Terrorism and forced migration in Africa in the 21st century
Panel organiser: Delmas Tsafack, The Muntu Institute, Yaounde, Cameroon.
The relationship between migration and security concepts has regained its importance since early 21st century in Africa. Before this time, forced migration was caused by civil war, state violence, genocide, etc. Terrorism has created since this time lot of displacements in the continent. Millions of people have fled the territory controlled by terrorist and violent extremist groups. This situation forced African states to strengthen their migration policies. The fact that the perpetrators of the attacks were foreigners has left question marks in the minds as to the effectiveness of the border security and migration control systems. The trans-border and transnational characteristics of terrorism made it an important issue of mobility within and outside the African countries. We therefore have influx of international migrants in neighboring states and displaced people inside countries threatened by terrorism. These migrants can be terrorists and terrorists can be migrants in a number of ways. This calls researchers to reflect about the relationship between terrorism and migration in Africa.
The study of terrorism and the study of migration have been two separate fields. We lack in-depth studies on the interplay between the two phenomena especially in Africa. This panel aims at gathering research findings on this issue in Africa in order to participate to scholarly debates on the link between terrorism and migrations. Empirical case studies are highly recommended, but theoretical analysis of the phenomenon are also welcome. Proposals may include (but not limited) the following topics:
- Causal relations between migration and terrorism
- Management of terrorist refugees
- Terrorism and its impact on security measures on people mobility within Africa
- Borderland security and migration in the era of terrorism in Africa
- Migration of African citizens to terrorist “caliphate”
Approved abstracts panel 41
1. Christian Missionary's Response to the Management of Internally Displaced Persons (IDPs): A Case Study of Uhogua IDP Camp, Edo State, Nigeria
Author: Daniel Olisa Iweze, Department of History & International Studies, University of Benin, Benin-City, Nigeria.
Boko Haram terrorist attacks in the Nigeria`s Northeast region since 2009 had caused the displacement of many civilians who fled their homes for safety in other areas. It was reported that over one million people were displaced by the insurgent`s onslaughts thereby making Nigeria to have the highest number of Internally Displaced Person in Africa and ranks third in the world. The displaced persons were resettled in twenty-two camps in Northeast states of Borno, Gombe, Taraba, Adamawa, Bauchi, Yobe and others which posed great challenge to the government. The poor management of the IDPs by the Nigeria`s authorities and its agencies such as National Emergency Management Agency and National Commission for Refugees, Migration and Internally Displaced Persons has made it problematic for efficient resettlement, rehabilitation and reintegration of the IDPs into the society. The IDPs had suffered from acute deprivation, malnutrition, diseases, poor health care, education and other vulnerabilities such as sexual exploitation, abuse, rape, insurgent’s physical attacks coupled with corrupt practices of government officials. It is view of these challenges that this paper examines the role of the International Christian Centre in the management of the IDPs in Uhogua, in Edo State, Southern Nigeria which hosts an estimated 2,421 Internally Displaced Persons (IDPs) from the Northeast and neighbouring countries through collaboration between the centre and some Christian clergies in the Northeast. This paper contends that despite the constraints, the Christian missionary had played immensurable role by complementing the government`s efforts in tackling the IDP menace especially the only IDP camp at Uhogua through the provision of education, skill acquisition, healthcare and empowerment of the youth and women and proper reintegration of the IDPs into the society.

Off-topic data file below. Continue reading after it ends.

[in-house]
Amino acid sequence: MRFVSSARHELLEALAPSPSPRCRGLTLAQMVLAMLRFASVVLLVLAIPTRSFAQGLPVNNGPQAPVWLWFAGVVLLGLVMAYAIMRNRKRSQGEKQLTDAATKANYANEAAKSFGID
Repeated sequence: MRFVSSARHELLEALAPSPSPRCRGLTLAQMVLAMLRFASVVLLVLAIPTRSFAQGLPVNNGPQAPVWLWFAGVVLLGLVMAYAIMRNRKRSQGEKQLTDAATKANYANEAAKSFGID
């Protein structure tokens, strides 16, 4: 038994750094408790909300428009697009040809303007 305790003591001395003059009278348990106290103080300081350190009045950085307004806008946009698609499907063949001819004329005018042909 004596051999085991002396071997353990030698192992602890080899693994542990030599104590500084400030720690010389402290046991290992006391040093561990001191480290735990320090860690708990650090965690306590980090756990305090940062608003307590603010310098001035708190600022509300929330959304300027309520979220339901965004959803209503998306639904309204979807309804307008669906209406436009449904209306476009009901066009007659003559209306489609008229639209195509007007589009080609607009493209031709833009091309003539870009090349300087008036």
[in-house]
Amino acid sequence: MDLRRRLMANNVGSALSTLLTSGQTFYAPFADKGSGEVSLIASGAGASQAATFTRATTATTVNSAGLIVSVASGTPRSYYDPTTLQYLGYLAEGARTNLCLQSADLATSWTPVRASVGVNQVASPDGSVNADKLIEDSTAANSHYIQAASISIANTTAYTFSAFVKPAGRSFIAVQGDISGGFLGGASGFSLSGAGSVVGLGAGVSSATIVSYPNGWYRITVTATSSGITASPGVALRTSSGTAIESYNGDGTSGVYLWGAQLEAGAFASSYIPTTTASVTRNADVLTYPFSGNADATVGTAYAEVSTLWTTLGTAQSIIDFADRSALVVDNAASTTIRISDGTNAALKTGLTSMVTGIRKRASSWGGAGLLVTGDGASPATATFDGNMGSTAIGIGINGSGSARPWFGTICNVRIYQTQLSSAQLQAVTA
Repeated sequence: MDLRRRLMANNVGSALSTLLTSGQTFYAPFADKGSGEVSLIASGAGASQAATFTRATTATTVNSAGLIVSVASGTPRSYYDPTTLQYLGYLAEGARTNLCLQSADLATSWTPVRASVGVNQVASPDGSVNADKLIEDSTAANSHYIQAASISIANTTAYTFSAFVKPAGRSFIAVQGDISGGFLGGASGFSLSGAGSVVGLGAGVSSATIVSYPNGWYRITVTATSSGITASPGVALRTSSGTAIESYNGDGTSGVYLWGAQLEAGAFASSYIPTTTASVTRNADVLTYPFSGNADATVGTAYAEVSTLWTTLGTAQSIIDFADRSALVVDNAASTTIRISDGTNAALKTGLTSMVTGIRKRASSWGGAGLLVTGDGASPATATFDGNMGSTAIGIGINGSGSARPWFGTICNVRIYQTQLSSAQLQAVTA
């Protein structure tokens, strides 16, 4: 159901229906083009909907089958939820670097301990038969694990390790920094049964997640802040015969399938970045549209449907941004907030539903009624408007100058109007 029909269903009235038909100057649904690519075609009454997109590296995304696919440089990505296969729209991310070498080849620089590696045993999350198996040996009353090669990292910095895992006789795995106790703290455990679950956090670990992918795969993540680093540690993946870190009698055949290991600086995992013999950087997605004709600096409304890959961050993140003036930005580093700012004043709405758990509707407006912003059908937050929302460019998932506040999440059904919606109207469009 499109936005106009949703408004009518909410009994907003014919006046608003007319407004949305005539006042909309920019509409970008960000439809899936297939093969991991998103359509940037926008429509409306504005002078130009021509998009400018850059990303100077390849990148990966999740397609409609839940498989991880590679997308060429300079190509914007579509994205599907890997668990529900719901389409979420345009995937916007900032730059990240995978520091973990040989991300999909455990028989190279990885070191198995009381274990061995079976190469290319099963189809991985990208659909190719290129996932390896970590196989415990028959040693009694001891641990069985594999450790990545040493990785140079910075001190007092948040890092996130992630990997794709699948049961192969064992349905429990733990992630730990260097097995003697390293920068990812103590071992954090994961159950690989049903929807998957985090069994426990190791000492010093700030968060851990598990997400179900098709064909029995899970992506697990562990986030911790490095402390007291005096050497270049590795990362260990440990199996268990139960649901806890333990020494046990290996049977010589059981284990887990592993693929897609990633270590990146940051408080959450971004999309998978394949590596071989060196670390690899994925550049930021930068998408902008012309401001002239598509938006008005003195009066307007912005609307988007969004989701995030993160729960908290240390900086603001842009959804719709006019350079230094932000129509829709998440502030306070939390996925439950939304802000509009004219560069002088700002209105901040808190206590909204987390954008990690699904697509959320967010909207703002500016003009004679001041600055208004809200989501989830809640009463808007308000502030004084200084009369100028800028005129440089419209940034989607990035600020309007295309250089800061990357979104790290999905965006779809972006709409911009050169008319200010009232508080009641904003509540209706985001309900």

2. Terrorism and mobility control in Cameroon in the era of Boko Haram insurgency
Author: Delmas Tsafack, The Muntu Institute, Yaounde, Cameroon.
Improving the ability to constrain terrorist movements also passes through mobility control. It is part of counterterrorism. As a subfield of counterterrorism, terrorist mobility encompasses the study of terrorist movements, and how to both counter and exploit them. Terrorism engenders the enhancement of security measures within and toward the borders of states threatened by terrorist attacks. Since the trigger of the Boko Haram insurgency, Cameroon has strengthened security measures concerning people and goods mobility. These measures concerned control at the entrance and within major cities and borderlands. Identification checkpoints were multiplied within the country. Mobility in cities of or from/to the Northern Cameroon was highly impacted. Major cities as Yaounde and Douala were also under surveillance. Vehicles entering these major cities and their passengers were screened by police officers. Based on observations and interviews of citizens and police/military officers concerned by security measures during their travel from one city to another or from Cameroon to abroad, this paper has the ambition to analyze security measures, concerning mobility, taken by Cameroonian authorities to counter the Boko Haram insurgency and their impact on the daily life of citizens. The paper will examine the modus operandi of these mobility controls due to Boko Haram and analyze the effectiveness of these measures. It concludes that mobility control in wartime is an important asset to counter the terrorist spread.
3. ‘‘African Borders in context of Antiterrorism. Evidence from forceful repatriations of Nigerian Refugees in Cameroon’’
Author: Mireille Manga, Department of International Politics, IRIC, University of Yaounde II, Cameroon.